Sugar CubesBlondie
LemonBlondie
MilkBlondie
Cucumber SandwichesBlondie & Fuzz Face

 

 

SFH Journal: 2019-05-26 through 06-14

Hi! Mr. Monte here.

You certainly would be justified to ask why there have been so few posts over the last three weeks. Don’t look at me. I am a highly organized and methodical Maine Coon cat. I live according to a rigid schedule and leave nothing to chance.

No, as usual, Old Fuzz Face is the problem. He blames it on work. He blames it on all the yard maintenance here at SFH. He blames it on family and social commitments. He blames it on just about everything. – – The truth is he has some sort weird attachment to my namesake, our Class C RV El Camino Del Monte (ECDM). Yup, he spends every waking moment working on problems with ECDM when he should be paying attention to me and this blog. He’s also been noted using some vocabulary words with which I am not quite familiar – nor do I desire to be.

Oh well, he is as he is and someone has to write this post. So, sit back and relax while I make up for his laziness, incompetence, and negligence.

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There’s been a lot going on here at SFH, but I guess the biggest news is our vast, extensive, enormous, and generally huge vineyard has scored its first major success in its nearly five year history. Let me tell you, though, that success had nothing to do with our first vintner, Hector. In the picture above, you will notice that Hector started off on the wrong foot and things only got worse as time went on.

His first big mistake was trying to get the grapevine to attach itself to and grow on a black metal arbor. Wrong!!! When the sun came out that arbor would heat up and fry the little tendrils and cause the entire plant to scream in agony.

Hector wasn’t much of a planner and had no sense for return on investment. At the pace he was moving, we expected to be bottling a fine vintage wine by 2053 or so.

Just like Fuzz Face, Hector made excuses for his mistakes. He told us us that working conditions would be a little more pleasant if that cat weren’t watching so closely. When Fuzz Face told us about Hector’s complaint, I merely said, “Mmmmmmm yummy, what a tasty morsel he’d be.”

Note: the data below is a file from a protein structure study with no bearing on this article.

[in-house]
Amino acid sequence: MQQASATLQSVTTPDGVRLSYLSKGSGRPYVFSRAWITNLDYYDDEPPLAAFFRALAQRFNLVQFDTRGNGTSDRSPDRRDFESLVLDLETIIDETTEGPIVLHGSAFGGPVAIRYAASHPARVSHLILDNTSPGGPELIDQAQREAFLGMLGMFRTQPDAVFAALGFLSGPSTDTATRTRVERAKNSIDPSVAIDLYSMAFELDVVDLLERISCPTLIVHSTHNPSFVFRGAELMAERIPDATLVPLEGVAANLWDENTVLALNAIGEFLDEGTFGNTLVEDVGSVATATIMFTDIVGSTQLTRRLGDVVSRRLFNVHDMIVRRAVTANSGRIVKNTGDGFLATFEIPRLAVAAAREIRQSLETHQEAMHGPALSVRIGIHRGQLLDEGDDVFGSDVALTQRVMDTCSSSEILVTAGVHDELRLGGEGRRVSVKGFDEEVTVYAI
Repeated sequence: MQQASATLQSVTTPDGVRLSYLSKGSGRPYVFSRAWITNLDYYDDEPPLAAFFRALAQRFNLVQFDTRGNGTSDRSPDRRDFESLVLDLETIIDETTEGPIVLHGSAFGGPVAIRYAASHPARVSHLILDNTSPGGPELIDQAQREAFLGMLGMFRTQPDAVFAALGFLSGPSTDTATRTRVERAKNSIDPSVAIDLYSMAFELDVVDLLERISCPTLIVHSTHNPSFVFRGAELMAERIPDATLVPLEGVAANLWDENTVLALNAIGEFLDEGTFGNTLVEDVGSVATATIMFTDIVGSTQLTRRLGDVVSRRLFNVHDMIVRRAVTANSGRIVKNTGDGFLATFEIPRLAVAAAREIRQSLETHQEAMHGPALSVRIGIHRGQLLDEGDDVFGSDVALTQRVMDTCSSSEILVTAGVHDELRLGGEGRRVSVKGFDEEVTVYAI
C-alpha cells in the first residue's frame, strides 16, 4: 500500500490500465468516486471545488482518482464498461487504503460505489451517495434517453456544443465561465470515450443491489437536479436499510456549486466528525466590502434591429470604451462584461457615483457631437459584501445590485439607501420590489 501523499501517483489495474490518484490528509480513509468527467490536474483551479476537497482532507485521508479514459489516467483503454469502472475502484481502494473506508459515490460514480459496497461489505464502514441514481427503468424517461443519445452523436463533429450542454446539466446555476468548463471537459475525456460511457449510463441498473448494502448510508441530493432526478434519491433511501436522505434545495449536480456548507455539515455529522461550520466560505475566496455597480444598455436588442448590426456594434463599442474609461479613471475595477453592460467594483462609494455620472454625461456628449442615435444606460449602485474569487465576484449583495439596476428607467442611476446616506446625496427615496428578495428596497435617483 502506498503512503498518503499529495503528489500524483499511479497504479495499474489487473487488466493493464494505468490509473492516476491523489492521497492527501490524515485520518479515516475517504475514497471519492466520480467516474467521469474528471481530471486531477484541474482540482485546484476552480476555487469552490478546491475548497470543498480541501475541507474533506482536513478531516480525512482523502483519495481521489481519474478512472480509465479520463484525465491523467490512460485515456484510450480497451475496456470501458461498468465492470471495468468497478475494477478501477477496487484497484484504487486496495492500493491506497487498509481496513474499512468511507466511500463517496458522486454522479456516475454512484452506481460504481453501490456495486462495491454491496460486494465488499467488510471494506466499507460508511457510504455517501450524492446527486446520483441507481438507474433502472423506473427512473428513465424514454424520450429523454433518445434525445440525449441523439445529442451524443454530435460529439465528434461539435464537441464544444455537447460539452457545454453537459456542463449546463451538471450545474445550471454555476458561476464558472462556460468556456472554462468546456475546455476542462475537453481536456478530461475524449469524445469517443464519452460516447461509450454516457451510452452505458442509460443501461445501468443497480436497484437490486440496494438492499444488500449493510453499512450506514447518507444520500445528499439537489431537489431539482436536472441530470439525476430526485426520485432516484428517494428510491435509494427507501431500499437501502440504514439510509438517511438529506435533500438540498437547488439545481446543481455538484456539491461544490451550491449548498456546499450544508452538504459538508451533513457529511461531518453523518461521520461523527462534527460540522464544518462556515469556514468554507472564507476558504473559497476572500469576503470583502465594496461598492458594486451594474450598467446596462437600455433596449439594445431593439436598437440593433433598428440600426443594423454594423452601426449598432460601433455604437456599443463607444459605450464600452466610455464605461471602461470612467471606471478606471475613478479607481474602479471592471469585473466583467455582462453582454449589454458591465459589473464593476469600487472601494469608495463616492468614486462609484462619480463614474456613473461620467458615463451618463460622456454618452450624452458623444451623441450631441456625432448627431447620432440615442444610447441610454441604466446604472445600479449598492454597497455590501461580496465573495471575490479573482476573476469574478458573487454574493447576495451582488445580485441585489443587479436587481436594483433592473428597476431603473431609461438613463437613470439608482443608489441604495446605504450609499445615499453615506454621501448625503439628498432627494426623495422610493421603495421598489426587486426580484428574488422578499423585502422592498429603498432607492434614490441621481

Hector’s poor performance was too much even for Fuzz Face and Blondie. He was given his walking papers and a poor recommendation. I’ll never know how he would have tasted – too bad.

Well, there’s big news here this year. Upon Hector’s departure, Blondie took over all vintner duties. She got rid of the murderous metal arbor and had Fuzz Face erect a wooden one in its place. During the intervening years, she has watered the vineyard, trimmed the vines, and battled the Japanese beetles. This year, her hard work finally paid off. Just look at the amazing bumper crop of grapes that is now growing on our vines. There are at least 16 of those beautiful darlings just waiting to be stomped by a joyous group of bare-footed stompers.

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Considering that it takes roughly 2.6 pounds of grapes to make a bottle of wine, I figure that we will need to get at least seven, 59-gallon oak casks for this years vintage. Of course, math is not my strong suit.

Someday, yes someday, the Serendipity Farmhouse label will become the hallmark of fine wines.

Enough for now. Once Old Fuzz Face can break away from fixing the problems he caused in El Camino Del Monte, I will have him post all the weather statistics since May 26. Until then, save your money so that you can be the first to buy a (very little) bottle of Serendipity Farmhouse Chardonnay.  – – Cheers!